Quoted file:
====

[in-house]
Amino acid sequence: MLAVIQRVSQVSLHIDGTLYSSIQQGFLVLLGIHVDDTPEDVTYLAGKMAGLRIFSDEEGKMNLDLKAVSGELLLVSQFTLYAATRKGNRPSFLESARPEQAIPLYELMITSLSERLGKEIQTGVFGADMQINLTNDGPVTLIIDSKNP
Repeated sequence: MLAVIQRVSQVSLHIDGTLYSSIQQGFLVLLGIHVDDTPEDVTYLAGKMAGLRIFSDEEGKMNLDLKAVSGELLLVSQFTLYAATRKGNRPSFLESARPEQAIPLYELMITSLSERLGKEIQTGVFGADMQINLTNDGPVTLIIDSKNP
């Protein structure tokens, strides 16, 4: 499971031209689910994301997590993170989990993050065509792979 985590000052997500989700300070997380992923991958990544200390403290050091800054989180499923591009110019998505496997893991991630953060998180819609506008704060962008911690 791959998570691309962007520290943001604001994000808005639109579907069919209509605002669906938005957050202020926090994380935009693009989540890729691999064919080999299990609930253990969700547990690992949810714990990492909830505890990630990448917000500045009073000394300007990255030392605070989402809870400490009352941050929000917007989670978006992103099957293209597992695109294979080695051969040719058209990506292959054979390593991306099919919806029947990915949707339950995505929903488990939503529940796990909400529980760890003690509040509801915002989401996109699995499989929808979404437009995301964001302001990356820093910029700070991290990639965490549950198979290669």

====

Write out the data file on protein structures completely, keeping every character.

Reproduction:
[in-house]
Amino acid sequence: MLAVIQRVSQVSLHIDGTLYSSIQQGFLVLLGIHVDDTPEDVTYLAGKMAGLRIFSDEEGKMNLDLKAVSGELLLVSQFTLYAATRKGNRPSFLESARPEQAIPLYELMITSLSERLGKEIQTGVFGADMQINLTNDGPVTLIIDSKNP
Repeated sequence: MLAVIQRVSQVSLHIDGTLYSSIQQGFLVLLGIHVDDTPEDVTYLAGKMAGLRIFSDEEGKMNLDLKAVSGELLLVSQFTLYAATRKGNRPSFLESARPEQAIPLYELMITSLSERLGKEIQTGVFGADMQINLTNDGPVTLIIDSKNP
């Protein structure tokens, strides 16, 4: 499971031209689910994301997590993170989990993050065509792979 985590000052997500989700300070997380992923991958990544200390403290050091800054989180499923591009110019998505496997893991991630953060998180819609506008704060962008911690 791959998570691309962007520290943001604001994000808005639109579907069919209509605002669906938005957050202020926090994380935009693009989540890729691999064919080999299990609930253990969700547990690992949810714990990492909830505890990630990448917000500045009073000394300007990255030392605070989402809870400490009352941050929000917007989670978006992103099957293209597992695109294979080695051969040719058209990506292959054979390593991306099919919806029947990915949707339950995505929903488990939503529940796990909400529980760890003690509040509801915002989401996109699995499989929808979404437009995301964001302001990356820093910029700070991290990639965490549950198979290669």